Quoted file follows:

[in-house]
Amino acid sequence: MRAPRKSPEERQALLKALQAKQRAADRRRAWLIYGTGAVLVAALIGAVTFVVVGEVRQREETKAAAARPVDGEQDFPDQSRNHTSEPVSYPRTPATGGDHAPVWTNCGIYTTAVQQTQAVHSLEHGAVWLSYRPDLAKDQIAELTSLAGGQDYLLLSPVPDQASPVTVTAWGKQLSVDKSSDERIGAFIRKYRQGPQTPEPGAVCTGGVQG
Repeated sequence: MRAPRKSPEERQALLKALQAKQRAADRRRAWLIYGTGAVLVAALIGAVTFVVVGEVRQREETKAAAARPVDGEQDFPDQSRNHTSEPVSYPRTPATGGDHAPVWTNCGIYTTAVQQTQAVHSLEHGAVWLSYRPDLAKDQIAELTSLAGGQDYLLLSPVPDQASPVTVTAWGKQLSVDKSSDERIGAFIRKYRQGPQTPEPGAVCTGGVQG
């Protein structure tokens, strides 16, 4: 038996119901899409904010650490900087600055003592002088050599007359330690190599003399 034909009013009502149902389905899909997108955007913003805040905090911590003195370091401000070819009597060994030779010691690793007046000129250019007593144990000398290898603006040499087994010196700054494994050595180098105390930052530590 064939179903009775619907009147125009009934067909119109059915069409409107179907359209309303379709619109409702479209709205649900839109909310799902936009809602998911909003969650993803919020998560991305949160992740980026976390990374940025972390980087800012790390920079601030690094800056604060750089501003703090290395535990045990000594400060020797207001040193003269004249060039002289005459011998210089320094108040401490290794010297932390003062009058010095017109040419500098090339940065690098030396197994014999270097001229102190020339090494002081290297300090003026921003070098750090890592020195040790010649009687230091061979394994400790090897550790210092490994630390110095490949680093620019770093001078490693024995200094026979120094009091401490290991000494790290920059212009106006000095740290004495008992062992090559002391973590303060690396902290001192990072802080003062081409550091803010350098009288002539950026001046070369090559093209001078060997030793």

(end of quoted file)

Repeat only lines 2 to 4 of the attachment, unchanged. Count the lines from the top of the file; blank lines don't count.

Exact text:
Amino acid sequence: MRAPRKSPEERQALLKALQAKQRAADRRRAWLIYGTGAVLVAALIGAVTFVVVGEVRQREETKAAAARPVDGEQDFPDQSRNHTSEPVSYPRTPATGGDHAPVWTNCGIYTTAVQQTQAVHSLEHGAVWLSYRPDLAKDQIAELTSLAGGQDYLLLSPVPDQASPVTVTAWGKQLSVDKSSDERIGAFIRKYRQGPQTPEPGAVCTGGVQG
Repeated sequence: MRAPRKSPEERQALLKALQAKQRAADRRRAWLIYGTGAVLVAALIGAVTFVVVGEVRQREETKAAAARPVDGEQDFPDQSRNHTSEPVSYPRTPATGGDHAPVWTNCGIYTTAVQQTQAVHSLEHGAVWLSYRPDLAKDQIAELTSLAGGQDYLLLSPVPDQASPVTVTAWGKQLSVDKSSDERIGAFIRKYRQGPQTPEPGAVCTGGVQG
């Protein structure tokens, strides 16, 4: 038996119901899409904010650490900087600055003592002088050599007359330690190599003399 034909009013009502149902389905899909997108955007913003805040905090911590003195370091401000070819009597060994030779010691690793007046000129250019007593144990000398290898603006040499087994010196700054494994050595180098105390930052530590 064939179903009775619907009147125009009934067909119109059915069409409107179907359209309303379709619109409702479209709205649900839109909310799902936009809602998911909003969650993803919020998560991305949160992740980026976390990374940025972390980087800012790390920079601030690094800056604060750089501003703090290395535990045990000594400060020797207001040193003269004249060039002289005459011998210089320094108040401490290794010297932390003062009058010095017109040419500098090339940065690098030396197994014999270097001229102190020339090494002081290297300090003026921003070098750090890592020195040790010649009687230091061979394994400790090897550790210092490994630390110095490949680093620019770093001078490693024995200094026979120094009091401490290991000494790290920059212009106006000095740290004495008992062992090559002391973590303060690396902290001192990072802080003062081409550091803010350098009288002539950026001046070369090559093209001078060997030793």